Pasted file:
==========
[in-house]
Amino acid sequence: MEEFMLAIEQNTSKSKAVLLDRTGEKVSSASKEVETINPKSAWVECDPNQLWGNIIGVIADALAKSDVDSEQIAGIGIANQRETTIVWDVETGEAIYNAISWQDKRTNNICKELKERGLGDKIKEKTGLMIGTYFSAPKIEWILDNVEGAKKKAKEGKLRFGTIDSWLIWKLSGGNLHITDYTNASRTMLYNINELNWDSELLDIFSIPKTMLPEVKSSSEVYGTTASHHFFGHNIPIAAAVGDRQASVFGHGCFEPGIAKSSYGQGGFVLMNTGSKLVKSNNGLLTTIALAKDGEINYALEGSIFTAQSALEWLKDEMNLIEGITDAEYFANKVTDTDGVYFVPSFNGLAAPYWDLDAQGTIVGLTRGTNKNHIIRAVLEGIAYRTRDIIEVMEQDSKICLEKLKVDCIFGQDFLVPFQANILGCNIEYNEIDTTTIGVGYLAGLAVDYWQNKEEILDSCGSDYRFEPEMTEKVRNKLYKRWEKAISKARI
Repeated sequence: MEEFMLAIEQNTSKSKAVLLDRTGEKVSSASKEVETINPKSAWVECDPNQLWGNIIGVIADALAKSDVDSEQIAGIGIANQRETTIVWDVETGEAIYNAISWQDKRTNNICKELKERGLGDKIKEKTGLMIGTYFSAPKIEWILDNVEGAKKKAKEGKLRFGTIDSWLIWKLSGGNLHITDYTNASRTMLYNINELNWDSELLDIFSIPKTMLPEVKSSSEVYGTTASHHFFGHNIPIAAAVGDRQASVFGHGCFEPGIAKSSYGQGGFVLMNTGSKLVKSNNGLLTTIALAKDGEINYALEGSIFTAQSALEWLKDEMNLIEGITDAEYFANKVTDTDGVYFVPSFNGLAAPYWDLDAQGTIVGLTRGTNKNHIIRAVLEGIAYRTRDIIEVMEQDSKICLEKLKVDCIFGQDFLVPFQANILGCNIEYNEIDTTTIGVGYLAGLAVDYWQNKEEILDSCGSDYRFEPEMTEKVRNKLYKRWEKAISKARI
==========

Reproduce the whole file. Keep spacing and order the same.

[in-house]
Amino acid sequence: MEEFMLAIEQNTSKSKAVLLDRTGEKVSSASKEVETINPKSAWVECDPNQLWGNIIGVIADALAKSDVDSEQIAGIGIANQRETTIVWDVETGEAIYNAISWQDKRTNNICKELKERGLGDKIKEKTGLMIGTYFSAPKIEWILDNVEGAKKKAKEGKLRFGTIDSWLIWKLSGGNLHITDYTNASRTMLYNINELNWDSELLDIFSIPKTMLPEVKSSSEVYGTTASHHFFGHNIPIAAAVGDRQASVFGHGCFEPGIAKSSYGQGGFVLMNTGSKLVKSNNGLLTTIALAKDGEINYALEGSIFTAQSALEWLKDEMNLIEGITDAEYFANKVTDTDGVYFVPSFNGLAAPYWDLDAQGTIVGLTRGTNKNHIIRAVLEGIAYRTRDIIEVMEQDSKICLEKLKVDCIFGQDFLVPFQANILGCNIEYNEIDTTTIGVGYLAGLAVDYWQNKEEILDSCGSDYRFEPEMTEKVRNKLYKRWEKAISKARI
Repeated sequence: MEEFMLAIEQNTSKSKAVLLDRTGEKVSSASKEVETINPKSAWVECDPNQLWGNIIGVIADALAKSDVDSEQIAGIGIANQRETTIVWDVETGEAIYNAISWQDKRTNNICKELKERGLGDKIKEKTGLMIGTYFSAPKIEWILDNVEGAKKKAKEGKLRFGTIDSWLIWKLSGGNLHITDYTNASRTMLYNINELNWDSELLDIFSIPKTMLPEVKSSSEVYGTTASHHFFGHNIPIAAAVGDRQASVFGHGCFEPGIAKSSYGQGGFVLMNTGSKLVKSNNGLLTTIALAKDGEINYALEGSIFTAQSALEWLKDEMNLIEGITDAEYFANKVTDTDGVYFVPSFNGLAAPYWDLDAQGTIVGLTRGTNKNHIIRAVLEGIAYRTRDIIEVMEQDSKICLEKLKVDCIFGQDFLVPFQANILGCNIEYNEIDTTTIGVGYLAGLAVDYWQNKEEILDSCGSDYRFEPEMTEKVRNKLYKRWEKAISKARI